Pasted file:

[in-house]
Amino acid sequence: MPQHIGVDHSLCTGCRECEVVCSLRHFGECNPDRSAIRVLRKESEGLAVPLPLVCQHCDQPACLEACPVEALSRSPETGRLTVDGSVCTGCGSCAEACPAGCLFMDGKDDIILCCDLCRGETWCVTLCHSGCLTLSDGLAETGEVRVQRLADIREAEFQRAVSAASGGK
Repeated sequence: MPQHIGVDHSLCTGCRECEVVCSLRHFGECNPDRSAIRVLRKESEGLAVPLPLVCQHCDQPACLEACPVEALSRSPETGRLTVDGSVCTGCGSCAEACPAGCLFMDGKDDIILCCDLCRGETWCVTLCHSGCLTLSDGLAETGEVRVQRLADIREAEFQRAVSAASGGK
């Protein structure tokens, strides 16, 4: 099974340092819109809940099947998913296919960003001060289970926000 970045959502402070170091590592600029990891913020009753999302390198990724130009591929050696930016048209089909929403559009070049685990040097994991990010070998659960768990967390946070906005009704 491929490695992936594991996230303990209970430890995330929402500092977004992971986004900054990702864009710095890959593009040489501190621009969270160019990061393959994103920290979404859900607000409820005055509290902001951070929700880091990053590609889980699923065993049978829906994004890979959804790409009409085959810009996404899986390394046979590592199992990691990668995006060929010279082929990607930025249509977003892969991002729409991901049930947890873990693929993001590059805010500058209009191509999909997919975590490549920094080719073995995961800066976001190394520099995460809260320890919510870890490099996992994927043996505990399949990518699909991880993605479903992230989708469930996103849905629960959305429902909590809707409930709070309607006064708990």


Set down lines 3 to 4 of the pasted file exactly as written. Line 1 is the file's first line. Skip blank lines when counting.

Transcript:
Repeated sequence: MPQHIGVDHSLCTGCRECEVVCSLRHFGECNPDRSAIRVLRKESEGLAVPLPLVCQHCDQPACLEACPVEALSRSPETGRLTVDGSVCTGCGSCAEACPAGCLFMDGKDDIILCCDLCRGETWCVTLCHSGCLTLSDGLAETGEVRVQRLADIREAEFQRAVSAASGGK
């Protein structure tokens, strides 16, 4: 099974340092819109809940099947998913296919960003001060289970926000 970045959502402070170091590592600029990891913020009753999302390198990724130009591929050696930016048209089909929403559009070049685990040097994991990010070998659960768990967390946070906005009704 491929490695992936594991996230303990209970430890995330929402500092977004992971986004900054990702864009710095890959593009040489501190621009969270160019990061393959994103920290979404859900607000409820005055509290902001951070929700880091990053590609889980699923065993049978829906994004890979959804790409009409085959810009996404899986390394046979590592199992990691990668995006060929010279082929990607930025249509977003892969991002729409991901049930947890873990693929993001590059805010500058209009191509999909997919975590490549920094080719073995995961800066976001190394520099995460809260320890919510870890490099996992994927043996505990399949990518699909991880993605479903992230989708469930996103849905629960959305429902909590809707409930709070309607006064708990």